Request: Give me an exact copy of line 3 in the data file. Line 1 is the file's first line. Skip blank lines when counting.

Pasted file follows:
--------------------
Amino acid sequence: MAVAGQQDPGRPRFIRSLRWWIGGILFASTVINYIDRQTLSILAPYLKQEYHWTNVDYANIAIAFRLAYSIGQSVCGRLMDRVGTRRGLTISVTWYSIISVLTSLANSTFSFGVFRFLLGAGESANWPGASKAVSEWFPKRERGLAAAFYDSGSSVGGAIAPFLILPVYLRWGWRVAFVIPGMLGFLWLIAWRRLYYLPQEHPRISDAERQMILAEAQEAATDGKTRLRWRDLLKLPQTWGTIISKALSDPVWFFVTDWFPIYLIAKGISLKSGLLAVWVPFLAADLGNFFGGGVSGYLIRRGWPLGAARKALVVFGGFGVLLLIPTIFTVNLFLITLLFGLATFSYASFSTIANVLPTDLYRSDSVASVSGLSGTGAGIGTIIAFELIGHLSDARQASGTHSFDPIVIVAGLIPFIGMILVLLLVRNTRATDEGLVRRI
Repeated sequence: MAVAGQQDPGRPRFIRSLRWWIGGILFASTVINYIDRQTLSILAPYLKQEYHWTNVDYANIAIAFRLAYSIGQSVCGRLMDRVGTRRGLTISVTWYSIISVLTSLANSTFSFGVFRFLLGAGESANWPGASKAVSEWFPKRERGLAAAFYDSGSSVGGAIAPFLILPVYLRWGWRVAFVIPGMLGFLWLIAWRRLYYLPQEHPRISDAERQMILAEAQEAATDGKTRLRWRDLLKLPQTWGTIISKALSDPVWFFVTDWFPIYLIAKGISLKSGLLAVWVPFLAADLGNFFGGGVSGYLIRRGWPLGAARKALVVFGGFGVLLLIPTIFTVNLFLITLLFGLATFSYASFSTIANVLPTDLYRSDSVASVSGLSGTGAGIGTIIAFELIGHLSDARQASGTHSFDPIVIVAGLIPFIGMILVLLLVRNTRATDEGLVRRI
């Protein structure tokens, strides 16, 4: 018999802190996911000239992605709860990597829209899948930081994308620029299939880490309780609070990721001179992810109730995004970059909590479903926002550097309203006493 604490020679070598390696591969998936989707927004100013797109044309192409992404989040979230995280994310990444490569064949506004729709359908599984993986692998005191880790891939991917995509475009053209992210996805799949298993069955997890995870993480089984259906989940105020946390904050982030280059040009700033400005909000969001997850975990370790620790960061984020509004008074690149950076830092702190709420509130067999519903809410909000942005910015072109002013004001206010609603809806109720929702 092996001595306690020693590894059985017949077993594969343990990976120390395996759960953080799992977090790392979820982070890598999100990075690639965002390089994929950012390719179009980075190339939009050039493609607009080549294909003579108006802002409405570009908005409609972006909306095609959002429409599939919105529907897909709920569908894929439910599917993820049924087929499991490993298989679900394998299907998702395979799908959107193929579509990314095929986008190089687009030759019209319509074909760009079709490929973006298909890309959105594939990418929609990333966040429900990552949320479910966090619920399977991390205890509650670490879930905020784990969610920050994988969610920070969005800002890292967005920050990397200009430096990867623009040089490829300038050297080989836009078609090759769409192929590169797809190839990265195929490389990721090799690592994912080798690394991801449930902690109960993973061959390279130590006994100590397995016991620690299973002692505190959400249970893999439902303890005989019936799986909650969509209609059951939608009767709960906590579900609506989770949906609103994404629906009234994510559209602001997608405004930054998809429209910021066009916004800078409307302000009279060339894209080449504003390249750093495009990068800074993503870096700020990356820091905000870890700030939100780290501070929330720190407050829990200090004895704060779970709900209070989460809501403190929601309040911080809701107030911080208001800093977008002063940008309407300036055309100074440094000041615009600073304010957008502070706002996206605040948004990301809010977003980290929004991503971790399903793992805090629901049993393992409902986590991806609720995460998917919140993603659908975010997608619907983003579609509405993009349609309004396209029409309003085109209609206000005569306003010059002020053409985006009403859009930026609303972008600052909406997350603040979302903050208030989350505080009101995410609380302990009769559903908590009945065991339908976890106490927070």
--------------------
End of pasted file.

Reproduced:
């Protein structure tokens, strides 16, 4: 018999802190996911000239992605709860990597829209899948930081994308620029299939880490309780609070990721001179992810109730995004970059909590479903926002550097309203006493 604490020679070598390696591969998936989707927004100013797109044309192409992404989040979230995280994310990444490569064949506004729709359908599984993986692998005191880790891939991917995509475009053209992210996805799949298993069955997890995870993480089984259906989940105020946390904050982030280059040009700033400005909000969001997850975990370790620790960061984020509004008074690149950076830092702190709420509130067999519903809410909000942005910015072109002013004001206010609603809806109720929702 092996001595306690020693590894059985017949077993594969343990990976120390395996759960953080799992977090790392979820982070890598999100990075690639965002390089994929950012390719179009980075190339939009050039493609607009080549294909003579108006802002409405570009908005409609972006909306095609959002429409599939919105529907897909709920569908894929439910599917993820049924087929499991490993298989679900394998299907998702395979799908959107193929579509990314095929986008190089687009030759019209319509074909760009079709490929973006298909890309959105594939990418929609990333966040429900990552949320479910966090619920399977991390205890509650670490879930905020784990969610920050994988969610920070969005800002890292967005920050990397200009430096990867623009040089490829300038050297080989836009078609090759769409192929590169797809190839990265195929490389990721090799690592994912080798690394991801449930902690109960993973061959390279130590006994100590397995016991620690299973002692505190959400249970893999439902303890005989019936799986909650969509209609059951939608009767709960906590579900609506989770949906609103994404629906009234994510559209602001997608405004930054998809429209910021066009916004800078409307302000009279060339894209080449504003390249750093495009990068800074993503870096700020990356820091905000870890700030939100780290501070929330720190407050829990200090004895704060779970709900209070989460809501403190929601309040911080809701107030911080208001800093977008002063940008309407300036055309100074440094000041615009600073304010957008502070706002996206605040948004990301809010977003980290929004991503971790399903793992805090629901049993393992409902986590991806609720995460998917919140993603659908975010997608619907983003579609509405993009349609309004396209029409309003085109209609206000005569306003010059002020053409985006009403859009930026609303972008600052909406997350603040979302903050208030989350505080009101995410609380302990009769559903908590009945065991339908976890106490927070």